Desktop Java Selection

code May 20, 2019

While trying to get an application analysis tool working on my laptop I discovered that when I originally set it up it only had Java 12 install when I needed to make use of Java 11.

I have never really needed to concern myself with this sort of thing in the past so sprung to Google (and to save me searching again I thought I would summarise my findings). A few things have changed over the last year around Java and Oracle that Oracle are wanting to extract from people (this is a conversation for a different day). The good news is that I had gone with an OpenJDK version on my mac using brew;

java --version                                                                         
openjdk 12 2019-03-19
OpenJDK Runtime Environment (build 12+33)
OpenJDK 64-Bit Server VM (build 12+33, mixed mode, sharing)

So how do I see what versions of Java are on my system and how to I change?

Whats on my system?

To see the versions available to you run the following;

/usr/libexec/java_home -V                              
Matching Java Virtual Machines (1):
    12, x86_64:	"OpenJDK 12"	/Library/Java/JavaVirtualMachines/openjdk-12.jdk/Contents/Home

Homebrew Cask has a whole host of OpenJDK version available to be install;

brew tap homebrew/cask-versions
brew search java
# You can specify the JDK version by using java10, java11 etc. or just java for the latest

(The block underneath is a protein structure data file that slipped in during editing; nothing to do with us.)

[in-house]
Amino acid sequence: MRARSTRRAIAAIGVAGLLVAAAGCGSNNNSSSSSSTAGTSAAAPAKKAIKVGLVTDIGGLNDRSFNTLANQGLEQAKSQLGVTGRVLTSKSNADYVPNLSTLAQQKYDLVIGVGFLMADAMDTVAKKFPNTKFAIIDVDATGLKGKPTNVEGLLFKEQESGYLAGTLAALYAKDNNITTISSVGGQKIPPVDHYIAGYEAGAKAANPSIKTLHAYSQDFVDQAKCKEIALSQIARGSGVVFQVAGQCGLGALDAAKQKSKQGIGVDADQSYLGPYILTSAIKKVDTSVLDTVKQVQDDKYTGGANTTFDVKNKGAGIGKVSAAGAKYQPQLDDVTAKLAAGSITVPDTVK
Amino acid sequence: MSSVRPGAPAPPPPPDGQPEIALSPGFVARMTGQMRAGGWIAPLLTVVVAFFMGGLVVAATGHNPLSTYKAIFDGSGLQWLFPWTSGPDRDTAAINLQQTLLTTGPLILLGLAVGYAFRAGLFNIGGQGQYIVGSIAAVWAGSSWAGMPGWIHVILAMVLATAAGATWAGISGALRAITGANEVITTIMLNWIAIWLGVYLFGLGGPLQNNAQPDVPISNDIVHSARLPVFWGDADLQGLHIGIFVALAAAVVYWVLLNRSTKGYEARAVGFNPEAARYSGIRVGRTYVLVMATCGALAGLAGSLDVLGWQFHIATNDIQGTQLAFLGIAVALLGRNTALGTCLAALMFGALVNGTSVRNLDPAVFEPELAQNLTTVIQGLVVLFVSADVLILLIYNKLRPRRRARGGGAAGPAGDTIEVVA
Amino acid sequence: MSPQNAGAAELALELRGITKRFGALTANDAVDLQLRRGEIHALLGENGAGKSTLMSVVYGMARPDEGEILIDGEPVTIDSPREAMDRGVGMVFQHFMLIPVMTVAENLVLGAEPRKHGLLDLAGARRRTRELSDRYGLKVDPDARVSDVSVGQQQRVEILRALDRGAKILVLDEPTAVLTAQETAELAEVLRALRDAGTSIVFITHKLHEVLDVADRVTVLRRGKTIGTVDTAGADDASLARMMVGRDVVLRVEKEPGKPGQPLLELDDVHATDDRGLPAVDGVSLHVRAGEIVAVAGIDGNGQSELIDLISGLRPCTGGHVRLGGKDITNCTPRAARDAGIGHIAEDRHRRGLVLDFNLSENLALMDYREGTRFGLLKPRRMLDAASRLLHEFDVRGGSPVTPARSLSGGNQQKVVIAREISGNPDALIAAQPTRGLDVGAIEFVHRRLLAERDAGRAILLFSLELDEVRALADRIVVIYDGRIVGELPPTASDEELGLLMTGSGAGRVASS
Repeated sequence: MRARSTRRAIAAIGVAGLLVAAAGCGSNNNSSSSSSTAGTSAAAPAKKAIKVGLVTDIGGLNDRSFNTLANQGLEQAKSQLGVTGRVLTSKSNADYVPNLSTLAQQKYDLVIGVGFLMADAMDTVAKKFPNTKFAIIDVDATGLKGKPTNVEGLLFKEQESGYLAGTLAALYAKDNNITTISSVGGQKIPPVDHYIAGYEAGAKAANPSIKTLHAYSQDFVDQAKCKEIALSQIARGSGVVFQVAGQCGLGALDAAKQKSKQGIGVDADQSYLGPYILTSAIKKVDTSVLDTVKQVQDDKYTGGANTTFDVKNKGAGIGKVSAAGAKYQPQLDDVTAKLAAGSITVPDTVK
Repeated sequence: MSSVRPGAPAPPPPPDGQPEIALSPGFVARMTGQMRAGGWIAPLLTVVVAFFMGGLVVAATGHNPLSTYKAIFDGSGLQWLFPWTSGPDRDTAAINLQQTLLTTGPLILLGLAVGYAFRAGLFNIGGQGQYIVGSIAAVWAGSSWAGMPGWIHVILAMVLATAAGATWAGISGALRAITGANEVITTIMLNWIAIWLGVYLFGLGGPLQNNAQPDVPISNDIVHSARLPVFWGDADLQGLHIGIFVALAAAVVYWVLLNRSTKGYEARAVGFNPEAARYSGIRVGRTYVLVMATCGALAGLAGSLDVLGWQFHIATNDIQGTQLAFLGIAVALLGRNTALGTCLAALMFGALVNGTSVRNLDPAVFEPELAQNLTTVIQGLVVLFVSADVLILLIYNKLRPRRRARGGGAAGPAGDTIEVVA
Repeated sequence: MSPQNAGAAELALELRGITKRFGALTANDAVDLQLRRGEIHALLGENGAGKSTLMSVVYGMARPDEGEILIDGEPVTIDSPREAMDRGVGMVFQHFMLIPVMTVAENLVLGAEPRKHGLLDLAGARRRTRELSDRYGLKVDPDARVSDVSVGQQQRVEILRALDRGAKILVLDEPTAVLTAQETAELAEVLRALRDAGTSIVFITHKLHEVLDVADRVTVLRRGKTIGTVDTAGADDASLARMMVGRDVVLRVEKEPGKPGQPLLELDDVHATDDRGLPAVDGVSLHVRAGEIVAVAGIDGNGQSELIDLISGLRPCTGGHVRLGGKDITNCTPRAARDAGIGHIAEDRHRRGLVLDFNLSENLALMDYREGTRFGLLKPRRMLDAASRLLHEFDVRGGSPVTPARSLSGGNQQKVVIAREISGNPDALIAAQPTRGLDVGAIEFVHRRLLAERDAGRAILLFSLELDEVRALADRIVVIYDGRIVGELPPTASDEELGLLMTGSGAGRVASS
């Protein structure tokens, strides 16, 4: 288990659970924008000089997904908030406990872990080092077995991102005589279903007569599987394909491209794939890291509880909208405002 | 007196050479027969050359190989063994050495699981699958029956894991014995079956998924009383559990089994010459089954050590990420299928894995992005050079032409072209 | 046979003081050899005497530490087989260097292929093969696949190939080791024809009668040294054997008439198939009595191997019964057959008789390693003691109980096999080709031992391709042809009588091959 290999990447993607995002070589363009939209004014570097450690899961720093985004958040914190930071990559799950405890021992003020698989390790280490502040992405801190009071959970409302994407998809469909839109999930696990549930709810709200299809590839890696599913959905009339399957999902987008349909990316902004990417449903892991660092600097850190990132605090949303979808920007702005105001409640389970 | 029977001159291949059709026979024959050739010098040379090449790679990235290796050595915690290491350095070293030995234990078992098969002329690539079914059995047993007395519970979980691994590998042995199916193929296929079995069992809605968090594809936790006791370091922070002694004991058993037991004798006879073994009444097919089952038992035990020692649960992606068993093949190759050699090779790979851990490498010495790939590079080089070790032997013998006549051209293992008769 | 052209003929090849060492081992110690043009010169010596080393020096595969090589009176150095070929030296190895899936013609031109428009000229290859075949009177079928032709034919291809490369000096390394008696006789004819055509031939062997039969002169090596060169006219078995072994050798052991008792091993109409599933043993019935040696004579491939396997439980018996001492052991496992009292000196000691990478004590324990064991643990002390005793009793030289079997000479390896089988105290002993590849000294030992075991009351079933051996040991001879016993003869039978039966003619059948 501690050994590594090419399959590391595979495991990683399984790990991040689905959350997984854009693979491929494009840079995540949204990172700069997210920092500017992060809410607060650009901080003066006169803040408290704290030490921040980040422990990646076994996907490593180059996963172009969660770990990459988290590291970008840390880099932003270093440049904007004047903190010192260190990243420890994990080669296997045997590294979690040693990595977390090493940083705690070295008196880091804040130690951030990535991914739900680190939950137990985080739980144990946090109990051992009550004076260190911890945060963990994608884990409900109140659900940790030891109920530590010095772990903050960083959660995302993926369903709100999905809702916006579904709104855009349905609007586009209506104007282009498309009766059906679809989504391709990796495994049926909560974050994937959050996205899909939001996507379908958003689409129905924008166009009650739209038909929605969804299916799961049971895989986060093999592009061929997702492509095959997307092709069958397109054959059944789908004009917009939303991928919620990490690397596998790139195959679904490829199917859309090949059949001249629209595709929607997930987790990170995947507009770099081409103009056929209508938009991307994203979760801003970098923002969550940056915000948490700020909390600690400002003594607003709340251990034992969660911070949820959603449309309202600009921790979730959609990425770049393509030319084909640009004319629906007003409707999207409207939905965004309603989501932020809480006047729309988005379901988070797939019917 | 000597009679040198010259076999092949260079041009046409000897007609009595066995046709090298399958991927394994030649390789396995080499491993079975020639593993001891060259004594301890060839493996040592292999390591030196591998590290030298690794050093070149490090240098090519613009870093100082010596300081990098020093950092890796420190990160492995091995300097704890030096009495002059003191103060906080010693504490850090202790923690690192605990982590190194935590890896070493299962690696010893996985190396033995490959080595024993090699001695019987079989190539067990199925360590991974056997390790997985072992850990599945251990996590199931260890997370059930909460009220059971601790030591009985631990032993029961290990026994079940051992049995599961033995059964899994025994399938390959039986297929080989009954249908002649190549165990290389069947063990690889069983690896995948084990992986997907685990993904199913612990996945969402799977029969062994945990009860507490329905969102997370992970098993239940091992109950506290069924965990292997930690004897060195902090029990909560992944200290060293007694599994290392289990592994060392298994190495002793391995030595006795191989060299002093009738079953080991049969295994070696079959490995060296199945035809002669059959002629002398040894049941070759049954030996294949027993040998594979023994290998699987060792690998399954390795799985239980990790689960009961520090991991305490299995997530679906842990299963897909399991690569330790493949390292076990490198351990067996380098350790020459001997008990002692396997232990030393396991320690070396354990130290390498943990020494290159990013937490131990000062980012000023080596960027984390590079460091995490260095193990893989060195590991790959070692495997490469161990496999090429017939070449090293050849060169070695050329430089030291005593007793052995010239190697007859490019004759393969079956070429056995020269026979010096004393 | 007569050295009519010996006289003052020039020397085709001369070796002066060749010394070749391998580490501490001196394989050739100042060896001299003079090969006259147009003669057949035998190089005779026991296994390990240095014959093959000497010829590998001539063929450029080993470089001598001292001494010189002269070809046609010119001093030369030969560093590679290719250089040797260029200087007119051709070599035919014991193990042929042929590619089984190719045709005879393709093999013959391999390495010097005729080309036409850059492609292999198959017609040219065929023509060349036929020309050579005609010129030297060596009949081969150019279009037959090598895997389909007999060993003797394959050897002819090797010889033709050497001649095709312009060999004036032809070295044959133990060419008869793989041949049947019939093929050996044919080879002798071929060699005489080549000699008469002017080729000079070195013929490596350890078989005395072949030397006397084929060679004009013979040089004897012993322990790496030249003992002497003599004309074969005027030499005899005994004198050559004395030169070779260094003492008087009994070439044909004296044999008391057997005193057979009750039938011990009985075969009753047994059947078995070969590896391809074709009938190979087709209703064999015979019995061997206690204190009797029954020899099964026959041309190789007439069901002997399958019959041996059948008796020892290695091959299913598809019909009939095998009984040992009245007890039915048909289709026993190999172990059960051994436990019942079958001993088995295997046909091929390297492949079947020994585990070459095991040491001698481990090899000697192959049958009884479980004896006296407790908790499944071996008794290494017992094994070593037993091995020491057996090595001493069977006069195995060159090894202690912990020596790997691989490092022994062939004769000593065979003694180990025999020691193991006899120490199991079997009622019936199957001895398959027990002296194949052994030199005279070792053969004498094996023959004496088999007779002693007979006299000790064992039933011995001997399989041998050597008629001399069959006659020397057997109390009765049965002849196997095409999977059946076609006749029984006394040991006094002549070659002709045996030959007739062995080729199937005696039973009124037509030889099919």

brew cask install java11

Now if you rerun the original command in this section to check what versions are available on your system you should see multiple versions.

/usr/libexec/java_home -V

Great, so now I have Java 11 & 12 on my system but how do I make switch versions?

Switching between versions

I found a couple of different ways to achieve this, the method I chose was to play with the $JAVA_HOME entry in my environment variables. I added the following into my .profile (`.zshrc` in my case and also only adding a line for each version I have installed otherwise you will get errors);

export JAVA_8_HOME=$(/usr/libexec/java_home -v1.8)
export JAVA_9_HOME=$(/usr/libexec/java_home -v9)
export JAVA_10_HOME=$(/usr/libexec/java_home -v10)
export JAVA_11_HOME=$(/usr/libexec/java_home -v11)
export JAVA_12_HOME=$(/usr/libexec/java_home -v12)

alias java8='export JAVA_HOME=$JAVA_8_HOME'
alias java9='export JAVA_HOME=$JAVA_9_HOME'
alias java10='export JAVA_HOME=$JAVA_10_HOME'
alias java11='export JAVA_HOME=$JAVA_11_HOME'
alias java12='export JAVA_HOME=$JAVA_12_HOME'

# default to Java 12

Now if I want to switch between versions while on the terminal its a matter of typing java and the version number - java11, java12 etc.

$ java --version 
openjdk 12 2019-03-19OpenJDK Runtime Environment (build 12+33)OpenJDK 64-Bit Server VM (build 12+33, mixed mode, sharing)
$ java11  

$ java --version
openjdk 11.0.2 2019-01-15OpenJDK Runtime Environment 18.9 (build 11.0.2+9)OpenJDK 64-Bit Server VM 18.9 (build 11.0.2+9, mixed mode)


Rob Edwards

Northern (UK) chap focusing on platforms, automation, cloud and cloud native applications. Recovering network engineer, although it turns out networking is as important, if not more, now than before!